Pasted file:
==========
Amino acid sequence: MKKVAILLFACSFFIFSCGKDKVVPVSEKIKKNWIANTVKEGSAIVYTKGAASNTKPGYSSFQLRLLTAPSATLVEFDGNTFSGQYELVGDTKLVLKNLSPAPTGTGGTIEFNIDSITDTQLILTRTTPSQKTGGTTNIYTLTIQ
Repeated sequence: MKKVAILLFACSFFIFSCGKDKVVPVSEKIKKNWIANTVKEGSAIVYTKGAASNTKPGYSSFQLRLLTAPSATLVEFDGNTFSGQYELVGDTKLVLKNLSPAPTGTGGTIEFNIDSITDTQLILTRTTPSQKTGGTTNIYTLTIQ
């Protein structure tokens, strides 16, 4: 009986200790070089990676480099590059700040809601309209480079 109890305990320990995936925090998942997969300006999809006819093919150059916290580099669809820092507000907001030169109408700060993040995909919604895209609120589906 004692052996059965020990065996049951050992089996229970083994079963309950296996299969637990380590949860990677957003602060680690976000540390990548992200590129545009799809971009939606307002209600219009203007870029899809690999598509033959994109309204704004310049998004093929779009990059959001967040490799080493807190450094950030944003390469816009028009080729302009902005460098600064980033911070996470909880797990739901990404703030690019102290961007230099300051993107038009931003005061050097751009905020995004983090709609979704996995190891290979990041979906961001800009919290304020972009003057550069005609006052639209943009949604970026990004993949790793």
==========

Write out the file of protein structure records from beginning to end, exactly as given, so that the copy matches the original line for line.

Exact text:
Amino acid sequence: MKKVAILLFACSFFIFSCGKDKVVPVSEKIKKNWIANTVKEGSAIVYTKGAASNTKPGYSSFQLRLLTAPSATLVEFDGNTFSGQYELVGDTKLVLKNLSPAPTGTGGTIEFNIDSITDTQLILTRTTPSQKTGGTTNIYTLTIQ
Repeated sequence: MKKVAILLFACSFFIFSCGKDKVVPVSEKIKKNWIANTVKEGSAIVYTKGAASNTKPGYSSFQLRLLTAPSATLVEFDGNTFSGQYELVGDTKLVLKNLSPAPTGTGGTIEFNIDSITDTQLILTRTTPSQKTGGTTNIYTLTIQ
């Protein structure tokens, strides 16, 4: 009986200790070089990676480099590059700040809601309209480079 109890305990320990995936925090998942997969300006999809006819093919150059916290580099669809820092507000907001030169109408700060993040995909919604895209609120589906 004692052996059965020990065996049951050992089996229970083994079963309950296996299969637990380590949860990677957003602060680690976000540390990548992200590129545009799809971009939606307002209600219009203007870029899809690999598509033959994109309204704004310049998004093929779009990059959001967040490799080493807190450094950030944003390469816009028009080729302009902005460098600064980033911070996470909880797990739901990404703030690019102290961007230099300051993107038009931003005061050097751009905020995004983090709609979704996995190891290979990041979906961001800009919290304020972009003057550069005609006052639209943009949604970026990004993949790793």